‘Pigeons’: a poem by Sarah Westcott

 
 

    Pigeons

 

'Men still live who, in their youth, remember pigeons; trees 
still live who, in their youth, were shaken by a living wind. 
But a few decades hence only the oldest oaks will remember, 
and at long last only the hills will know.'
Aldo Leopold, On a Monument to the Pigeon, 1947

 

A collared bird is drinking;
it bows to the river,
water wets its crop.

Dreaming has always moved
in the skin of the river
the voiceless river, all throat.

We granted a river
the same rights as human -
empathy, care, compassion.

Words meet water and run
with muddy meaning,
the pigeon, light on its shoulders,

is a clean answer to the body -
space emerges around its flight.
We read narratives of loss,

remember feathered napes
dove-grey, peach and gold,
trees shaken by a living wind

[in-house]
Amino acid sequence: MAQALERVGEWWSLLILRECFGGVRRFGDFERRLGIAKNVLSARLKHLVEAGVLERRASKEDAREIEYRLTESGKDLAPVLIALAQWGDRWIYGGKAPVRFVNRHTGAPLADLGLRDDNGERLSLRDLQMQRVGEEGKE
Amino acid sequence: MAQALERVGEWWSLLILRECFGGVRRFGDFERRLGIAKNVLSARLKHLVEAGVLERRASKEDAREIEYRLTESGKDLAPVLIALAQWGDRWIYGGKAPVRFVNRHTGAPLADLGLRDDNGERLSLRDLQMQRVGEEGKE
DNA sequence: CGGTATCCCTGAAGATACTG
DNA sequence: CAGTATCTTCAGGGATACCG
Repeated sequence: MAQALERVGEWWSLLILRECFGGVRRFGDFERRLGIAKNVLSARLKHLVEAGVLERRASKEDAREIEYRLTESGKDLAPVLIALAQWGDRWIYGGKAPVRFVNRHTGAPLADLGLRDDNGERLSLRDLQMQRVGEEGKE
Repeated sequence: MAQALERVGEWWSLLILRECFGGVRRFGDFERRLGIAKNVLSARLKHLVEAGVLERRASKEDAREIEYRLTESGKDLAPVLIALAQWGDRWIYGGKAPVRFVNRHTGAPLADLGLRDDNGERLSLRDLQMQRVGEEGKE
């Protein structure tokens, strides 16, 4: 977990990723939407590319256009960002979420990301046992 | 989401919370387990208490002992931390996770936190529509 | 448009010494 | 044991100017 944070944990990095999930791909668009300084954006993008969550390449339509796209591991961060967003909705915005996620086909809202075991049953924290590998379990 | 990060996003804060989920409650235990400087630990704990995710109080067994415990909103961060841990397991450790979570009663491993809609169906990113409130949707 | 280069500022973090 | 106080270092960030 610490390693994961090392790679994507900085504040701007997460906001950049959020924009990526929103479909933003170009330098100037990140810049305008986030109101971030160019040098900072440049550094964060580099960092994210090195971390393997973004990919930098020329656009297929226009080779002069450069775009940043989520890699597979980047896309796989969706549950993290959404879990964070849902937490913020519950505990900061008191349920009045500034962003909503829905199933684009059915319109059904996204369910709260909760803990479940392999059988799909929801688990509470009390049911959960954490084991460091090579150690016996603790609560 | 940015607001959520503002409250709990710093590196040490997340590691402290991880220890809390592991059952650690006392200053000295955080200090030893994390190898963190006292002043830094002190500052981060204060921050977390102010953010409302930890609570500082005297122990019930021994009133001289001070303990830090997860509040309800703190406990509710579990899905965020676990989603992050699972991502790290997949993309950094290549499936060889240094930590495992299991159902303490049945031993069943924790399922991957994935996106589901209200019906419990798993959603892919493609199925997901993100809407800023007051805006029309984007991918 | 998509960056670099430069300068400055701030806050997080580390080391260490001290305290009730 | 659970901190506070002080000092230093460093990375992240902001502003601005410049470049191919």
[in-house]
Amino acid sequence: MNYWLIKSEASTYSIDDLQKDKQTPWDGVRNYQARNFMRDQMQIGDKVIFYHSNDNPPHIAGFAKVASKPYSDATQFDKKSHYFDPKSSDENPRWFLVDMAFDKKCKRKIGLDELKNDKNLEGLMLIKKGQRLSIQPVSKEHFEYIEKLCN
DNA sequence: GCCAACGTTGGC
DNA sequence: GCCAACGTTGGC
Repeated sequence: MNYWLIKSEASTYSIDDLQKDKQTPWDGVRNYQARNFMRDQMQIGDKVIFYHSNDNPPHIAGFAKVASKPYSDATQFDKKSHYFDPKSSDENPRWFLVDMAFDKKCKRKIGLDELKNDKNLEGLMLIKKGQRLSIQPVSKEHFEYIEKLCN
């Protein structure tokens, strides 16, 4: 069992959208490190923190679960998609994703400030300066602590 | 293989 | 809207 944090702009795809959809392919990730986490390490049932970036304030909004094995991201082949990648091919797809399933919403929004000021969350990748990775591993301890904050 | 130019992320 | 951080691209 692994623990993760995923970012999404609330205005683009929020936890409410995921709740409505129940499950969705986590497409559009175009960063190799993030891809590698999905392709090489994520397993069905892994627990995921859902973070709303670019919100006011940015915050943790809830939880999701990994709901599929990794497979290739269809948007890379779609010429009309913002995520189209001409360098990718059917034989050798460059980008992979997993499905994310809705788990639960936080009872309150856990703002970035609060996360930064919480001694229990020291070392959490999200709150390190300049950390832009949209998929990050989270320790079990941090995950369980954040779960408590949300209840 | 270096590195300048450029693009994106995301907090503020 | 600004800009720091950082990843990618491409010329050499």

the body of each bird, very private.
Wings are laced with sentiment
empathy is sweet to bear,

liquid running over feathers
small bodies of water
dying away into water -

how to fade from
the wheeling optics
would you like to see everything all at once?

 
 

Sarah Westcott

About Sarah Westcott

Sarah Westcott grew up in north Devon and has a keen interest in the natural world. Her first collection 'Slant Light' was published by Pavilion Poetry and Highly Commended in the 2017 Forward Prizes. Her pamphlet 'Inklings' was a Poetry Book Society choice. Her poems have appeared in magazines including Poetry Review, Strix and Magma, on beermats, billboards and the side of buses, and in anthologies including 'Best British Poetry'. Recent awards are the London Magazine poetry prize and the Manchester Cathedral prize. She lives in Kent and teaches poetry at City Lit in London.